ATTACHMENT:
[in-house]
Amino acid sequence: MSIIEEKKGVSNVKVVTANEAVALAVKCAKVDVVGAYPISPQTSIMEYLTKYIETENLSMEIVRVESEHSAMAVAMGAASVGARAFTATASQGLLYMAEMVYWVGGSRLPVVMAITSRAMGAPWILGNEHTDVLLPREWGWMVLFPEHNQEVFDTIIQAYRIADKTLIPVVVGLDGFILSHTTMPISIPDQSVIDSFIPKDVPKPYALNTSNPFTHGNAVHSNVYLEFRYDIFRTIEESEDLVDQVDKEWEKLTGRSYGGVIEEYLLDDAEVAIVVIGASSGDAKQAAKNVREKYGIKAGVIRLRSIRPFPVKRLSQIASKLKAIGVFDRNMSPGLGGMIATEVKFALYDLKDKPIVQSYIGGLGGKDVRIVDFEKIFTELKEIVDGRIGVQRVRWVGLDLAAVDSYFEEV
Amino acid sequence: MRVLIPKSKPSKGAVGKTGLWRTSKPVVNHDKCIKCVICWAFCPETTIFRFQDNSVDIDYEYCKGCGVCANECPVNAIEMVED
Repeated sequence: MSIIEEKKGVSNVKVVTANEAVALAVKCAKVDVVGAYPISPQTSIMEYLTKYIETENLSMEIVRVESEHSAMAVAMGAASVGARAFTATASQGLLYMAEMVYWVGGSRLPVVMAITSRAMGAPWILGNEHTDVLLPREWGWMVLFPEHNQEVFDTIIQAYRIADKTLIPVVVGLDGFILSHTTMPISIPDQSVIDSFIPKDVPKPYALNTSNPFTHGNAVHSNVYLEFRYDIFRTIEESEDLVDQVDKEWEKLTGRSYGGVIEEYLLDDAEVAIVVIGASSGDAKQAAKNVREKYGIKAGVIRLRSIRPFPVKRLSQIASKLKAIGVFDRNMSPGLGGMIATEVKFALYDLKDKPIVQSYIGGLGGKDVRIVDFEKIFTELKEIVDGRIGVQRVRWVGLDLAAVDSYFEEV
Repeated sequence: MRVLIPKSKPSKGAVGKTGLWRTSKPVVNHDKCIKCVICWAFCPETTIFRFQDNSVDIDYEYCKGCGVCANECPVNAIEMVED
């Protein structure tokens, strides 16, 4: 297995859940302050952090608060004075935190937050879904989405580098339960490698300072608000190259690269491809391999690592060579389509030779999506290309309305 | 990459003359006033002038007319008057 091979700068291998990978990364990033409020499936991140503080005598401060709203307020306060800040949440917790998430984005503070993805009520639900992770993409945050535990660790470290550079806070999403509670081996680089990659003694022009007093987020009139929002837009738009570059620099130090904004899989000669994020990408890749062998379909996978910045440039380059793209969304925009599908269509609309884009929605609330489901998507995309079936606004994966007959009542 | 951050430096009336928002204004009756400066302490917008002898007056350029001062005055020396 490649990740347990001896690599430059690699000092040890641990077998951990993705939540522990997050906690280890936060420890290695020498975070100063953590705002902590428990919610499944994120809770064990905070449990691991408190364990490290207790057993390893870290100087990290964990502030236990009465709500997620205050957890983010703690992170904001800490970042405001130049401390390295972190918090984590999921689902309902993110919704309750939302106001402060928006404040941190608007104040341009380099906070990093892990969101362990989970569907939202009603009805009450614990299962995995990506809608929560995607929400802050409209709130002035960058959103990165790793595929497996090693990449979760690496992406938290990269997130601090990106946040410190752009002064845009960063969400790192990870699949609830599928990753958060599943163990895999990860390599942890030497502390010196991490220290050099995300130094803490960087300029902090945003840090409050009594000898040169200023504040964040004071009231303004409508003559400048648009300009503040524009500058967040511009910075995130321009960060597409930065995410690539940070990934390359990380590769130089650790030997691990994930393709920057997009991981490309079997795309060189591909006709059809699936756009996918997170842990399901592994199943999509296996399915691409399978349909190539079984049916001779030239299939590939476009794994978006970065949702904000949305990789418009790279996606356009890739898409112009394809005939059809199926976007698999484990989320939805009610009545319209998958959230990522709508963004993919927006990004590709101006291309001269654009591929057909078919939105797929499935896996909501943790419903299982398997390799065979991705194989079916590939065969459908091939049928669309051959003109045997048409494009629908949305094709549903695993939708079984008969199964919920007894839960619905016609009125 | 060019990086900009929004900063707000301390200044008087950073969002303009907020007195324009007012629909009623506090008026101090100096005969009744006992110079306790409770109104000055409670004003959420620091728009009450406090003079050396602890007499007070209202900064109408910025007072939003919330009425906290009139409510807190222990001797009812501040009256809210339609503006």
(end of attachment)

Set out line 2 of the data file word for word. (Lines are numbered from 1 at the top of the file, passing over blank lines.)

Amino acid sequence: MSIIEEKKGVSNVKVVTANEAVALAVKCAKVDVVGAYPISPQTSIMEYLTKYIETENLSMEIVRVESEHSAMAVAMGAASVGARAFTATASQGLLYMAEMVYWVGGSRLPVVMAITSRAMGAPWILGNEHTDVLLPREWGWMVLFPEHNQEVFDTIIQAYRIADKTLIPVVVGLDGFILSHTTMPISIPDQSVIDSFIPKDVPKPYALNTSNPFTHGNAVHSNVYLEFRYDIFRTIEESEDLVDQVDKEWEKLTGRSYGGVIEEYLLDDAEVAIVVIGASSGDAKQAAKNVREKYGIKAGVIRLRSIRPFPVKRLSQIASKLKAIGVFDRNMSPGLGGMIATEVKFALYDLKDKPIVQSYIGGLGGKDVRIVDFEKIFTELKEIVDGRIGVQRVRWVGLDLAAVDSYFEEV